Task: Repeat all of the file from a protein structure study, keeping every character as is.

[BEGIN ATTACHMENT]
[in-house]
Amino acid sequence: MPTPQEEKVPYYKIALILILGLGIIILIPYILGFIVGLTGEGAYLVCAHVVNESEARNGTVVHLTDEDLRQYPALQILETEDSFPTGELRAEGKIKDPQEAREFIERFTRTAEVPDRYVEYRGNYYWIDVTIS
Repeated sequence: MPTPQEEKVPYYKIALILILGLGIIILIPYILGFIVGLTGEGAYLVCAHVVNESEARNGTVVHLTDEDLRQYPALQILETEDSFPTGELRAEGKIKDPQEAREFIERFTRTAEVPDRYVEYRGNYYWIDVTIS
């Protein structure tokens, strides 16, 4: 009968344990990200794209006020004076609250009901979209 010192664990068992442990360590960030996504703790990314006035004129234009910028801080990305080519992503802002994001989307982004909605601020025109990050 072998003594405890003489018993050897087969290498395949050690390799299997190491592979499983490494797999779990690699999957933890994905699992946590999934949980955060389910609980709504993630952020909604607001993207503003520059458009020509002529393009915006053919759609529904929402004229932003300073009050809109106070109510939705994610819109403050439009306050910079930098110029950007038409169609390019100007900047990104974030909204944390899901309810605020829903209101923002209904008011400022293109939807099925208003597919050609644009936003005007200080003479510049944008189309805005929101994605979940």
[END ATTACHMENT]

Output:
[in-house]
Amino acid sequence: MPTPQEEKVPYYKIALILILGLGIIILIPYILGFIVGLTGEGAYLVCAHVVNESEARNGTVVHLTDEDLRQYPALQILETEDSFPTGELRAEGKIKDPQEAREFIERFTRTAEVPDRYVEYRGNYYWIDVTIS
Repeated sequence: MPTPQEEKVPYYKIALILILGLGIIILIPYILGFIVGLTGEGAYLVCAHVVNESEARNGTVVHLTDEDLRQYPALQILETEDSFPTGELRAEGKIKDPQEAREFIERFTRTAEVPDRYVEYRGNYYWIDVTIS
């Protein structure tokens, strides 16, 4: 009968344990990200794209006020004076609250009901979209 010192664990068992442990360590960030996504703790990314006035004129234009910028801080990305080519992503802002994001989307982004909605601020025109990050 072998003594405890003489018993050897087969290498395949050690390799299997190491592979499983490494797999779990690699999957933890994905699992946590999934949980955060389910609980709504993630952020909604607001993207503003520059458009020509002529393009915006053919759609529904929402004229932003300073009050809109106070109510939705994610819109403050439009306050910079930098110029950007038409169609390019100007900047990104974030909204944390899901309810605020829903209101923002209904008011400022293109939807099925208003597919050609644009936003005007200080003479510049944008189309805005929101994605979940």